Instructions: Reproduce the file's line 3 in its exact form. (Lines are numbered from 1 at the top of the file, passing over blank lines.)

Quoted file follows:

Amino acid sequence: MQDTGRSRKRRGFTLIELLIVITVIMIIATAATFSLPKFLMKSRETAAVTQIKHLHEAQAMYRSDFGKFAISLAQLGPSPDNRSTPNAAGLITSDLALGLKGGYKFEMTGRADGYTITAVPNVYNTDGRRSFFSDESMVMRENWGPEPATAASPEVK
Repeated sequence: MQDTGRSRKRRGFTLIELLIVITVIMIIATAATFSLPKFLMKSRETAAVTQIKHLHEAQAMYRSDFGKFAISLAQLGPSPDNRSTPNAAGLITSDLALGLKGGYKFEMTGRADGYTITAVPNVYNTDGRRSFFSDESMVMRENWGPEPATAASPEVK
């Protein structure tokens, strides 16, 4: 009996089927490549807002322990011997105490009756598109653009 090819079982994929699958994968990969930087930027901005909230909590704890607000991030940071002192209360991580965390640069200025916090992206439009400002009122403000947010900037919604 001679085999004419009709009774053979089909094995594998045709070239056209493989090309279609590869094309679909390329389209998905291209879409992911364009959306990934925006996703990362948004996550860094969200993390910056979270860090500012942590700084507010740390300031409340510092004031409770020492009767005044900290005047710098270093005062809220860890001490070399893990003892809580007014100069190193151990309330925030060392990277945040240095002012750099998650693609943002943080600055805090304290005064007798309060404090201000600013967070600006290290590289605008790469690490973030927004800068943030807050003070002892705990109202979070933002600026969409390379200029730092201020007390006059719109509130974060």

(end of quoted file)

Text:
């Protein structure tokens, strides 16, 4: 009996089927490549807002322990011997105490009756598109653009 090819079982994929699958994968990969930087930027901005909230909590704890607000991030940071002192209360991580965390640069200025916090992206439009400002009122403000947010900037919604 001679085999004419009709009774053979089909094995594998045709070239056209493989090309279609590869094309679909390329389209998905291209879409992911364009959306990934925006996703990362948004996550860094969200993390910056979270860090500012942590700084507010740390300031409340510092004031409770020492009767005044900290005047710098270093005062809220860890001490070399893990003892809580007014100069190193151990309330925030060392990277945040240095002012750099998650693609943002943080600055805090304290005064007798309060404090201000600013967070600006290290590289605008790469690490973030927004800068943030807050003070002892705990109202979070933002600026969409390379200029730092201020007390006059719109509130974060």